Sources close to the family of blind legal activist Chen Guangcheng, who has been under house arrest at his home in Linyi since late 2010, told Reuters on Monday that provincial government officials in Shandong have answered calls to ease some restrictions on him and his family:
He Peirong, an activist based in the east Chinese city of Nanjing, told Reuters the Shandong provincial government had responded to some of the requests of Chen’s supporters. Those included allowing Chen to receive medicine sent by supporters and to allow his six-year-old daughter to go to school.
“He is at a delicate crossroads now,” said He, a Chen family friend. “The three conditions that we’ve requested the government for have basically been met.”
“Except the issue about seeking medical treatment — they haven’t allowed him to go to the hospital for a full check-up.”
County and town officials near Chen’s home who Reuters called about his case either hung up their phones when asked about him or said they could not speak to reporters.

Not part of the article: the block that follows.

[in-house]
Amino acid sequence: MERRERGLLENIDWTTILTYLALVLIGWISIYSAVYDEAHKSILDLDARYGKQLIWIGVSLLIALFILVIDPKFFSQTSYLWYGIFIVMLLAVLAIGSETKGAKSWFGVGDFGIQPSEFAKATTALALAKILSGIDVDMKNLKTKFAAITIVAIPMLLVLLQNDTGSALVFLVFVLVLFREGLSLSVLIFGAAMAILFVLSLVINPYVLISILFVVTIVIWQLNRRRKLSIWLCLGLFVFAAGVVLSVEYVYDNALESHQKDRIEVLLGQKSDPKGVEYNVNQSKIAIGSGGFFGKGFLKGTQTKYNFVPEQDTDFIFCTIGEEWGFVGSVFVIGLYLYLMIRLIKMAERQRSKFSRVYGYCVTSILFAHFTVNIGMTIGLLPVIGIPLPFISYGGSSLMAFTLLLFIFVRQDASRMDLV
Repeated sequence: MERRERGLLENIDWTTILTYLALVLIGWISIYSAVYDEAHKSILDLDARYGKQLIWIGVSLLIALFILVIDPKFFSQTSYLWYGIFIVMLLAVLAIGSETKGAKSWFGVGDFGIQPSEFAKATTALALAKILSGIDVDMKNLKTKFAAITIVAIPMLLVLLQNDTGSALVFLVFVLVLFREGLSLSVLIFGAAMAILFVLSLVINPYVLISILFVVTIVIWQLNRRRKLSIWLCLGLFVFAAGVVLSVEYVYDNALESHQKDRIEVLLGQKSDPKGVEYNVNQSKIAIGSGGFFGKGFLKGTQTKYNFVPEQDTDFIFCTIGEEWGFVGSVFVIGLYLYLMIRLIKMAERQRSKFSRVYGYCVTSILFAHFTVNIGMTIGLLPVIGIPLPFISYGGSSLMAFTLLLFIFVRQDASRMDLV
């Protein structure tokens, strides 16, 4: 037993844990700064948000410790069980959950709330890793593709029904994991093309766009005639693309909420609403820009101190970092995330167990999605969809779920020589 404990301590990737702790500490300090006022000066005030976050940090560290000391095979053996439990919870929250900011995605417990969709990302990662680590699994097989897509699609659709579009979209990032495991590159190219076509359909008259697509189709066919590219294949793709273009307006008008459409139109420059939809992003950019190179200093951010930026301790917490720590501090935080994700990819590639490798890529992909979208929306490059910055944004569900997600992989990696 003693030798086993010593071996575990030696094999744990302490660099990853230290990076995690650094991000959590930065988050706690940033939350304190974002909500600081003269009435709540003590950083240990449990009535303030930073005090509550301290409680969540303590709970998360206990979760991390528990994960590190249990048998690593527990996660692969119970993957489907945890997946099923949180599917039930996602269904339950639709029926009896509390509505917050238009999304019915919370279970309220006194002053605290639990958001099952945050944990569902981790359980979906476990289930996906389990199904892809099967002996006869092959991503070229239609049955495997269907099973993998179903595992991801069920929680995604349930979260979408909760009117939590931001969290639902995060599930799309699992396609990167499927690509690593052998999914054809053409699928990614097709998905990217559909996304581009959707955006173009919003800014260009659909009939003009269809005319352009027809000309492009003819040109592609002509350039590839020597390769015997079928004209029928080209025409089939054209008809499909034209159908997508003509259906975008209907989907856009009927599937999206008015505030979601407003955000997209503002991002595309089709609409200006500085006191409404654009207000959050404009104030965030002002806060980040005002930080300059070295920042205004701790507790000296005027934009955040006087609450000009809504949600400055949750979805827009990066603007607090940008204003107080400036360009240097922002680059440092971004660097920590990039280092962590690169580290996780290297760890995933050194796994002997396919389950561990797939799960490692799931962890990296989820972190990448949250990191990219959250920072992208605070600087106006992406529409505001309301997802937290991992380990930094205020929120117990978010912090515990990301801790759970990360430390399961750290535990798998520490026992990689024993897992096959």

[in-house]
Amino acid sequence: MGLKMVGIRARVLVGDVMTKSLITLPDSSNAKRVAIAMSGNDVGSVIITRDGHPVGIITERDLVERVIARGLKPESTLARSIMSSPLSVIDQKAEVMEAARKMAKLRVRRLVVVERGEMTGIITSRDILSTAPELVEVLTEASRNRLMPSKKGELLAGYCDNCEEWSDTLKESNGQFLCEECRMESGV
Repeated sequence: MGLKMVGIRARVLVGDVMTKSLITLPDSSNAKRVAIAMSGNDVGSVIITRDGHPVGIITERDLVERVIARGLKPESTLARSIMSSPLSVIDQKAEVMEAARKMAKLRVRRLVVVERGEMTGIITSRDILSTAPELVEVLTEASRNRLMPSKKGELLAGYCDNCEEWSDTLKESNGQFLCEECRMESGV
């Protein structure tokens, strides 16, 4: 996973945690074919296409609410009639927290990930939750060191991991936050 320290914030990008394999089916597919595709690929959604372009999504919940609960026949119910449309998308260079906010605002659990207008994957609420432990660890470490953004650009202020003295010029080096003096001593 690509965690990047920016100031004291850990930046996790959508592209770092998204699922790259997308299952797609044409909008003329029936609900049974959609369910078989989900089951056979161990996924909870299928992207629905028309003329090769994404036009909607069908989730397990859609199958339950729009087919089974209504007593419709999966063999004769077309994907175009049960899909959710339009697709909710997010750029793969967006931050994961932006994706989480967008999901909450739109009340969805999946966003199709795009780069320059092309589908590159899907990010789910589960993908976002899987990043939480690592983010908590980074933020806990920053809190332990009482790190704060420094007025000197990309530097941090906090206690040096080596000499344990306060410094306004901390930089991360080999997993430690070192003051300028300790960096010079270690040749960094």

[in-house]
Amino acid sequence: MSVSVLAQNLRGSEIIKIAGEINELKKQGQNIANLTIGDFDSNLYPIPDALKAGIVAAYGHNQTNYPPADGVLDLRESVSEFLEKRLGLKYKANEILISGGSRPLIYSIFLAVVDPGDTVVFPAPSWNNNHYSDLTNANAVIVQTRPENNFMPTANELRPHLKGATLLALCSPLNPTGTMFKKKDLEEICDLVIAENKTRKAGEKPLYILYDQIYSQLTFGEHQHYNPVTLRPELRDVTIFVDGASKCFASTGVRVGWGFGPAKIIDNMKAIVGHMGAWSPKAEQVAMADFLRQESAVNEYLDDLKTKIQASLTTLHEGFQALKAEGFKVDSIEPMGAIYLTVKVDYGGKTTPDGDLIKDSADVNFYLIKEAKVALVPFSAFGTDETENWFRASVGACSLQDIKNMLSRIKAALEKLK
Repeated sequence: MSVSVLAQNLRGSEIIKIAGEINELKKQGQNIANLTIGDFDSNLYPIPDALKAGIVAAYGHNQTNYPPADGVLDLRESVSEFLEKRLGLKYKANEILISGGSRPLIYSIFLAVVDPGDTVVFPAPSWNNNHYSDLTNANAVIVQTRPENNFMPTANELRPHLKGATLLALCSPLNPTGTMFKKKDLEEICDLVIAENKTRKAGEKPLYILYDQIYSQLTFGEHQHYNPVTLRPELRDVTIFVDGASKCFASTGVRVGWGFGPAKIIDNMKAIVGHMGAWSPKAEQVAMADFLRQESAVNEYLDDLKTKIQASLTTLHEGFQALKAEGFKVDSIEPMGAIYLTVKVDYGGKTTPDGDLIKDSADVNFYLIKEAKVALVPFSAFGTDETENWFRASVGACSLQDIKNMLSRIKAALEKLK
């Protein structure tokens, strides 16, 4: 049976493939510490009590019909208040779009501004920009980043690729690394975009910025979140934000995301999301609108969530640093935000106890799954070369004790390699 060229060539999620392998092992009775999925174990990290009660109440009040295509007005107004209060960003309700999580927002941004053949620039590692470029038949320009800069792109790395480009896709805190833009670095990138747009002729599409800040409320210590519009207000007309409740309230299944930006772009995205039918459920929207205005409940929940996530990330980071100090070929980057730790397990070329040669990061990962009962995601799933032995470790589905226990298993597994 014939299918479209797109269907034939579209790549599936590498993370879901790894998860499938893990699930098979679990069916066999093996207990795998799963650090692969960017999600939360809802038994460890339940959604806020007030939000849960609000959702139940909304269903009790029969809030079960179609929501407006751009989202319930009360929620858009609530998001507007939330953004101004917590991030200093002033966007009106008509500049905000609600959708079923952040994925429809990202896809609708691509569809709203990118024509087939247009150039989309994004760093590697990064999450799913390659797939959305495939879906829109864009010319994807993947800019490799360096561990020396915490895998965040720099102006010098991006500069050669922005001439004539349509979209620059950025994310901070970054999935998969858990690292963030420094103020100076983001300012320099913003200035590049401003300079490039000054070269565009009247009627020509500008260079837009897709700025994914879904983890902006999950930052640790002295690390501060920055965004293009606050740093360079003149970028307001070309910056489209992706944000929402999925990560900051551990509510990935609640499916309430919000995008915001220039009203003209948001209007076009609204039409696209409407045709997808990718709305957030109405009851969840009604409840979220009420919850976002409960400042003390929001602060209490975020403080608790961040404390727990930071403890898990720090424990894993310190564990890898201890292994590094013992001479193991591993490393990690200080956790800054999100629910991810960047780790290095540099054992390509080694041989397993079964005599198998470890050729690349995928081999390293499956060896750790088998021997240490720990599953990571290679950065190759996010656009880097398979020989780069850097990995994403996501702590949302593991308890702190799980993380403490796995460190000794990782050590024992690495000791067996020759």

He Peirong said she doubted that the recent concessions meant that Chen would win his freedom, an assertion backed by a source close to his family. Still, sources told He that some government officials believe they have “gone overboard” with the matter, indicating conflicting views about how to treat him.
While fellow activists, netizens, journalists and others have attempted to visit Chen, none have succeeded. Last week, ChinaGeeks translated a blog post by Beijing netizen Xiao Cuo, who sees Chen’s case as an opportunity for the development of civil society in China and urged fellow supporters to avoid violence and find creative ways to visit Chen:
On 27 November, he blogged about (as expected, the original is being deleted) his experience of distributing and putting up notices about
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